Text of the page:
Reconstructing Nonviolence: A New Theory And Action For A Post-Secular Society
Above Photo: From Transcend.org
Nonviolent methods of action have been a powerful tool since the early 20th century for social protest and revolutionary social and political change, and there is diffuse awareness that nonviolence is an efficient spontaneous choice of movements, individuals, and whole nations. Yet from a conceptual standpoint, nonviolence struggles to engage with key contemporary political issues: the role of religion in a post-secular world; the crisis of democracy; and the use of supposedly ‘nonviolent techniques’ for violent aims.
Drawing on classic thinkers and contemporary authors, in particular the Italian philosopher Aldo Capitini, this book shows that nonviolence is inherently a non-systematic and flexible system with no pure, immaculate thought at its core. Instead, at the core of nonviolence there is praxis, which is impure because while it aims at freedom and plurality it is made of less than perfect actions performed in an imperfect environment by flawed individuals. Offering a more progressive, transformative and at the same time pluralistic concept of nonviolence, this book is an original conceptual analysis of political theory which will appeal to students of international relations, global politics, security studies, peace studies, and democratic theory.
Nonviolence has an established tradition in several disciplines, including political theory, international relations and political science. But its potential for the European Union (EU) has not been appraised yet. Thus, we set out to explore nonviolence as an analytical and normative framework for the study of the EU. At the outset, we introduce nonviolence and define our approach to this concept. We then apply our analytical and normative framework to three critical issues concerning the nature of EU power, the democratic deficit and the narrative of integration. We find that nonviolence re‐defines the core dimensions of power and democracy, and imagines the EU in non‐state‐morphic ways, situating praxis at the roots of the integration process and its narrative.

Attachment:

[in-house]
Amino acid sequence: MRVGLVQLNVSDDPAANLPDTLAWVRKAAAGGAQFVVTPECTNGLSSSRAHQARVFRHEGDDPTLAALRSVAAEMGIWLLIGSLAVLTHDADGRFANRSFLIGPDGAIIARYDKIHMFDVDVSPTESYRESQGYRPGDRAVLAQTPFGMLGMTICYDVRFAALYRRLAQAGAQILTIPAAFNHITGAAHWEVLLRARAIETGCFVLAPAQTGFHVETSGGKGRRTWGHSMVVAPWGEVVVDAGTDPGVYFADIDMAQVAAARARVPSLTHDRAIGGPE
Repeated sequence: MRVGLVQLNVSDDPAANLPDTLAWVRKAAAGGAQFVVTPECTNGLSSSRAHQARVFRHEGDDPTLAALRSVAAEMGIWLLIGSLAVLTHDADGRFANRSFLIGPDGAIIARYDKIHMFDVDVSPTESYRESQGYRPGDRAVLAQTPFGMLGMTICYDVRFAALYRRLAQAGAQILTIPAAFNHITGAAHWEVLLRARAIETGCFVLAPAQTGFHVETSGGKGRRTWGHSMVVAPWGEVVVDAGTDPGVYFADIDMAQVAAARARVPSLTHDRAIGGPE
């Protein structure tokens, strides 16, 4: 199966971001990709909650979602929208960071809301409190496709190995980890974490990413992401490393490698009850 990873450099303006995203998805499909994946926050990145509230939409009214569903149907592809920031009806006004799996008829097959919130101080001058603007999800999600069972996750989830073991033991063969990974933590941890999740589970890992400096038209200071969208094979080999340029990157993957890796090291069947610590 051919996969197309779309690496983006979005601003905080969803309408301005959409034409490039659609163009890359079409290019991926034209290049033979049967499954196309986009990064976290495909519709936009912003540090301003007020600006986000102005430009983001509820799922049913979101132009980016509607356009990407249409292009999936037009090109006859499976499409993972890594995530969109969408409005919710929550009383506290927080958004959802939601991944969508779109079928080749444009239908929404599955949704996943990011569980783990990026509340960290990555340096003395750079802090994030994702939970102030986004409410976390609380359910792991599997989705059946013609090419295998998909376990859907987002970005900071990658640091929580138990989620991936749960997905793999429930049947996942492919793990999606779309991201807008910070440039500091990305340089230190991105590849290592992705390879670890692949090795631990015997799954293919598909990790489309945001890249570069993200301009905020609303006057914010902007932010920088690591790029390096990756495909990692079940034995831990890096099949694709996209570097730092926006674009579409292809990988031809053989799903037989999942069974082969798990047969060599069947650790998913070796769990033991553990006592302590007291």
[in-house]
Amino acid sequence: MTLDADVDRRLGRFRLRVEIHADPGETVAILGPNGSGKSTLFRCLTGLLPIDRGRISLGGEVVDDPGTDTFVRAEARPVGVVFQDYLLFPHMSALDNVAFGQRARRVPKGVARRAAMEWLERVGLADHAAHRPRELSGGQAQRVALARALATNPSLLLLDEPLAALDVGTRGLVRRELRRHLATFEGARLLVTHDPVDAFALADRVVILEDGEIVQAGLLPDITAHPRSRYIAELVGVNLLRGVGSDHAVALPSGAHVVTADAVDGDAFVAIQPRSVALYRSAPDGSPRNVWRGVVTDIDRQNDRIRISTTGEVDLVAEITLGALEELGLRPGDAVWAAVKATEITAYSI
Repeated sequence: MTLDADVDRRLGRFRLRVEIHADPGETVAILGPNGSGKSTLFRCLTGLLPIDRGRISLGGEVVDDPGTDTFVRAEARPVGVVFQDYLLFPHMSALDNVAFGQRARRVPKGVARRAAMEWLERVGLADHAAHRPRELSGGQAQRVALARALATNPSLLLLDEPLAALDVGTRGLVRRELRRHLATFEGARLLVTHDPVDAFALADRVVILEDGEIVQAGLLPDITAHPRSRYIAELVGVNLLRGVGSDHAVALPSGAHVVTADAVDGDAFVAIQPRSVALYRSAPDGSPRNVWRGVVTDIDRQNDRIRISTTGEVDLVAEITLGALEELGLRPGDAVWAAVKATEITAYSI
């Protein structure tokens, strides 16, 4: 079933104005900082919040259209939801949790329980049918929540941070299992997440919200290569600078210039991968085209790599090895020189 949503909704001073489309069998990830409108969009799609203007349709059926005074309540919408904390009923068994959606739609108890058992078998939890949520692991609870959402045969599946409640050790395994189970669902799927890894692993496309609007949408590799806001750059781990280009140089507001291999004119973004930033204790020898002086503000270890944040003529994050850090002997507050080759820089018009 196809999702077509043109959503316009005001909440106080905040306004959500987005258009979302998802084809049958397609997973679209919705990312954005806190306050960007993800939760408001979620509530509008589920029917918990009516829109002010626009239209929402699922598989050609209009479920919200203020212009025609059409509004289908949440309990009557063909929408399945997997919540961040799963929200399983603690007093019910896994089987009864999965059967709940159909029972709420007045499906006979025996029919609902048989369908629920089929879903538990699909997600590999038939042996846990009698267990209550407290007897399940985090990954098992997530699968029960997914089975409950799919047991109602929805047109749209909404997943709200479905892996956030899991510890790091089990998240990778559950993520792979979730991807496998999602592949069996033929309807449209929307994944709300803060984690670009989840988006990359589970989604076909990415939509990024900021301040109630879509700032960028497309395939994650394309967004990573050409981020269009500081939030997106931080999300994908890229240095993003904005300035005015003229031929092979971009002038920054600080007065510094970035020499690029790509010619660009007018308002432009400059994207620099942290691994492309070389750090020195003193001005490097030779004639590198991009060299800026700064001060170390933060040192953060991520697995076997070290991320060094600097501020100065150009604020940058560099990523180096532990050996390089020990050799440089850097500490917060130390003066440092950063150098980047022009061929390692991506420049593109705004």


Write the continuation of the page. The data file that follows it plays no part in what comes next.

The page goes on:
Nonviolence for Capitini is praxis of liberation from the necessity and cruelty of nature, and also the openness to the existing one. Nonviolence adds actions of openness to all to reality, creating a different reality, which Capitini calls ‘reality of all’. Nonviolence enters religion and politics. As for religion, it develops the concept of copresence, which changes the idea of faith; it is the basis for the activities of the prophet and postulates a change in the structure of religions, proposing a different idea of commands and different models of actions. Nonviolence also changes politics. Capitini has proposed the theory of the two phases of power. The first phase is that of ‘power without government’, where the people learn to use and develop the power they have. This work leads to a second phase, called by Capitini omnicracy, the power of all, where institutions will not be necessary.
“This book is an important contribution to our knowledge of the Italian philosopher Aldo Capitini. At the beginning of the 1960s, Capitini was the precursor of concepts with great importance for our post-industrial societies, such as omnicracy, open religion, centre for social orientation, compresence between dead and new generations. Finally, this book is a very interesting work in the historiography of nonviolence and about the lesser known but profound intellectual Aldo Capitini.”
— Mario López-Martínez, Professor of Contemporary History, University of Granada
“In this ambitious and insightful book, Roberto Baldoli seeks to cross the divide between principled and pragmatic approaches to nonviolence. He does so by drawing generously from several familiar traditions while generating new insights. Nonviolence, for Baldoli and his fellow travellers in the universalist vein, is a way of life which manifests ethics while eschewing dogmatism. Baldoli’s book will be of enduring value for the praxis of nonviolence by the secular and faithful alike.”
— John Heathershaw, Associate Professor of International Relations, University of Exeter